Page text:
Prosecutors presented the jury in Michael Jackson's child molestation trial today (March 23) with an avalanche of sexually explicit magazines and videos seized from his home, but lost a bid to include

Prosecutors presented the jury in Michael Jackson's child molestation trial today (March 23) with an avalanche of sexually explicit magazines and videos seized from his home, but lost a bid to include adult material from Internet sites that was found on the pop star's computers.

Superior Court Judge Rodney Melville said he examined the computer material, and agreed with the defense that it may have been automatically stored by the computers and that "there wouldn't be any way of knowing if anyone looked at the material or not."

The judge also agreed that the material did not appear related to the time period of the alleged crimes.

The ruling came as District Attorney Tom Sneddon put into evidence hundreds of adult magazines, DVDs and photos, but none involving children or bearing DNA from Jackson's accuser or the boy's family.

In arguing for the computer evidence, the prosecution said technicians isolated material on three computers at Jackson's Neverland ranch that included teen-themed adult Web sites and information about adopting children.

Prosecutor Gordon Auchincloss said he felt the adoption sites related to Jackson's statements in a documentary that he was interested in adopting children. "We intend to use this evidence to show ... Michael Jackson knows how to use a computer ... that he knows how to access adult materials on Internet sites," he said.

Defense attorney Robert Sanger called the material prejudicial and noted that all of it was dated either two years before Jackson met his accuser or several months after his involvement with the child and his family had ended.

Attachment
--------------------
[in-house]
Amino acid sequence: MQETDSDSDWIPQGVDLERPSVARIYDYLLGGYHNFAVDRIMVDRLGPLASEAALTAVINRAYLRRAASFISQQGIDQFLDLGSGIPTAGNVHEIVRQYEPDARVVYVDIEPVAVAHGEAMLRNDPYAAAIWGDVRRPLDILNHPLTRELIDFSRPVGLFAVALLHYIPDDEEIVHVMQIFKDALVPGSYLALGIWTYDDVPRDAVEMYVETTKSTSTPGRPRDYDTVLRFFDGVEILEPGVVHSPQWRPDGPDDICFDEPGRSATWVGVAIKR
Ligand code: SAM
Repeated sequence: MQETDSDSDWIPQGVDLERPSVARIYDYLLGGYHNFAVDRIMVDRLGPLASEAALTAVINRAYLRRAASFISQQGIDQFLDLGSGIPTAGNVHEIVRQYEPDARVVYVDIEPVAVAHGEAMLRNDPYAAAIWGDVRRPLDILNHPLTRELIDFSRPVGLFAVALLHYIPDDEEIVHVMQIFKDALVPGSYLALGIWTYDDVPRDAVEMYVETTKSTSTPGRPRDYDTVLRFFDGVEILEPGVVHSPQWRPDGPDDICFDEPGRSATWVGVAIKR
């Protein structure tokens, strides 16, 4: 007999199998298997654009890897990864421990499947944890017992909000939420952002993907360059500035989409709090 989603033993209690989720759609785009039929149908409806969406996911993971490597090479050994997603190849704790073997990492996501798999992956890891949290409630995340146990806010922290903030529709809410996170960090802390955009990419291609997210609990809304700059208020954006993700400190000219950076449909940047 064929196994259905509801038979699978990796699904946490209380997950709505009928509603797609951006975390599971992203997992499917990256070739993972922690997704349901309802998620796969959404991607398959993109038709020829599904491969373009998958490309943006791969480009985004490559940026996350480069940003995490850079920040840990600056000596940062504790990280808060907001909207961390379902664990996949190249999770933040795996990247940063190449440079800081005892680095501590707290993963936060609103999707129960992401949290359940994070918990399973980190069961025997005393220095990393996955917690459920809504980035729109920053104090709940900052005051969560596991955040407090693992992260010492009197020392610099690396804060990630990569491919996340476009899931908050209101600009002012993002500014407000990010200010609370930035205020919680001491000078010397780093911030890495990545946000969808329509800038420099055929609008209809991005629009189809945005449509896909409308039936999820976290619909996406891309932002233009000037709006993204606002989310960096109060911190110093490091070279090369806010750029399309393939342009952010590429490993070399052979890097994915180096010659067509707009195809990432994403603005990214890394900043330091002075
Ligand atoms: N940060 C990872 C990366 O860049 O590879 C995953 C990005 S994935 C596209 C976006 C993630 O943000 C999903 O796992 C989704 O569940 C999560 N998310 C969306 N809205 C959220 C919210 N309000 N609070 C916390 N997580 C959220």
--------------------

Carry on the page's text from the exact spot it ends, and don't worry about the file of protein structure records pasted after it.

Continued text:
Jackson, 46, is accused of molesting a 13-year-old cancer patient at his Neverland ranch in February or March 2003. He also is accused of conspiring to hold the boy's family captive to get them to make a video rebutting the 2003 documentary in which he appeared with the boy and said he let children sleep in his bed, though it was innocent and non-sexual.

Sanger said there was no proof Jackson was the person who accessed the Web sites and suggested that much of the material was "cached," or automatically saved by the computers, from material that popped up in e-mail when others used the computers.

The judge noted that testimony from the young accuser and his brother was not that Jackson operated a computer to show them sexually oriented material. He recalled that testimony linked a friend of Jackson, one of several people named as unindicted co-conspirators, to showing the material to the boys.

Ordered to bring in other witnesses, Sneddon called to the stand detectives who searched Neverland and had them identify dozens of packages of magazines and books.

The array included some magazines with teen themes that featured women just over age 18. There were titles such as Girlfriends, Finally Legal, Girls of Barely Legal, as well as Playboy, Penthouse and Hustler magazines and centerfolds. With no explanation, prosecutors also introduced a portrait of a Jackson friend, actor Macaulay Culkin.

Under defense questioning, sheriff's Detective Craig Bonner acknowledged that it was true that no DNA from the accuser, his brother or any member of the family was found on any of the items.

The day ended with an ambulance being summoned for one of Jackson's attorneys, Brian Oxman, who leaned forward and put his head down at the counsel table after testimony concluded. Jackson and others gathered around, some fanning him, according to a courtroom artist who was still inside at the time.

Oxman was removed, seated on a gurney and talking with paramedics, and taken to a hospital in the ambulance, which departed without lights or sirens on.


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